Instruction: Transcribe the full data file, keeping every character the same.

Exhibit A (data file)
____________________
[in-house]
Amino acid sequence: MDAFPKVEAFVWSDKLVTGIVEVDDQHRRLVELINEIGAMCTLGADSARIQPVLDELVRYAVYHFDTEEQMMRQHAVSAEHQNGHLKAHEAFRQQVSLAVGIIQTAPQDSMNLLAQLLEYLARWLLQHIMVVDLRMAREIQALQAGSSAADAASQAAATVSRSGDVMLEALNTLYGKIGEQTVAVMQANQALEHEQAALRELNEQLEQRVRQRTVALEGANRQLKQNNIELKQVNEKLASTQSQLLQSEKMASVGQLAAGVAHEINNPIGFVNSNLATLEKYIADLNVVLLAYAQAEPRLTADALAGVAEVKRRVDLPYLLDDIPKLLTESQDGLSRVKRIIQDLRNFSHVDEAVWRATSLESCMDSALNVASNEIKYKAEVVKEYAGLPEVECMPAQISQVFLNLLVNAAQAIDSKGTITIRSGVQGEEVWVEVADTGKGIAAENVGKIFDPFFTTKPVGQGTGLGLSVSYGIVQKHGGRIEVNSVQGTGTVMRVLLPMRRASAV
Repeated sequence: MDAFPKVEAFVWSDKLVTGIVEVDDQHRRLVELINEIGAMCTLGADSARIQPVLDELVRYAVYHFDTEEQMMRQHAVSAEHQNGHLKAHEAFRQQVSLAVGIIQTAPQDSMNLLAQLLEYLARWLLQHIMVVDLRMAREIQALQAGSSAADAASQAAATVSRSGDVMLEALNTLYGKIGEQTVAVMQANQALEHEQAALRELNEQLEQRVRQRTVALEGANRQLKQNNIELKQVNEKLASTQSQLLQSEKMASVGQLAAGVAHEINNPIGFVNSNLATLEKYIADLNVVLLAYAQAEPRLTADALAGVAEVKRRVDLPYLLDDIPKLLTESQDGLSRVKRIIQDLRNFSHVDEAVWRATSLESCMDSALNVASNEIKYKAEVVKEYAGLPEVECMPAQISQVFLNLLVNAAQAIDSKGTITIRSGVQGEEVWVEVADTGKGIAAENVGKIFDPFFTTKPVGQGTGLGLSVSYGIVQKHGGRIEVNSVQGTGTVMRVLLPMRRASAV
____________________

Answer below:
[in-house]
Amino acid sequence: MDAFPKVEAFVWSDKLVTGIVEVDDQHRRLVELINEIGAMCTLGADSARIQPVLDELVRYAVYHFDTEEQMMRQHAVSAEHQNGHLKAHEAFRQQVSLAVGIIQTAPQDSMNLLAQLLEYLARWLLQHIMVVDLRMAREIQALQAGSSAADAASQAAATVSRSGDVMLEALNTLYGKIGEQTVAVMQANQALEHEQAALRELNEQLEQRVRQRTVALEGANRQLKQNNIELKQVNEKLASTQSQLLQSEKMASVGQLAAGVAHEINNPIGFVNSNLATLEKYIADLNVVLLAYAQAEPRLTADALAGVAEVKRRVDLPYLLDDIPKLLTESQDGLSRVKRIIQDLRNFSHVDEAVWRATSLESCMDSALNVASNEIKYKAEVVKEYAGLPEVECMPAQISQVFLNLLVNAAQAIDSKGTITIRSGVQGEEVWVEVADTGKGIAAENVGKIFDPFFTTKPVGQGTGLGLSVSYGIVQKHGGRIEVNSVQGTGTVMRVLLPMRRASAV
Repeated sequence: MDAFPKVEAFVWSDKLVTGIVEVDDQHRRLVELINEIGAMCTLGADSARIQPVLDELVRYAVYHFDTEEQMMRQHAVSAEHQNGHLKAHEAFRQQVSLAVGIIQTAPQDSMNLLAQLLEYLARWLLQHIMVVDLRMAREIQALQAGSSAADAASQAAATVSRSGDVMLEALNTLYGKIGEQTVAVMQANQALEHEQAALRELNEQLEQRVRQRTVALEGANRQLKQNNIELKQVNEKLASTQSQLLQSEKMASVGQLAAGVAHEINNPIGFVNSNLATLEKYIADLNVVLLAYAQAEPRLTADALAGVAEVKRRVDLPYLLDDIPKLLTESQDGLSRVKRIIQDLRNFSHVDEAVWRATSLESCMDSALNVASNEIKYKAEVVKEYAGLPEVECMPAQISQVFLNLLVNAAQAIDSKGTITIRSGVQGEEVWVEVADTGKGIAAENVGKIFDPFFTTKPVGQGTGLGLSVSYGIVQKHGGRIEVNSVQGTGTVMRVLLPMRRASAV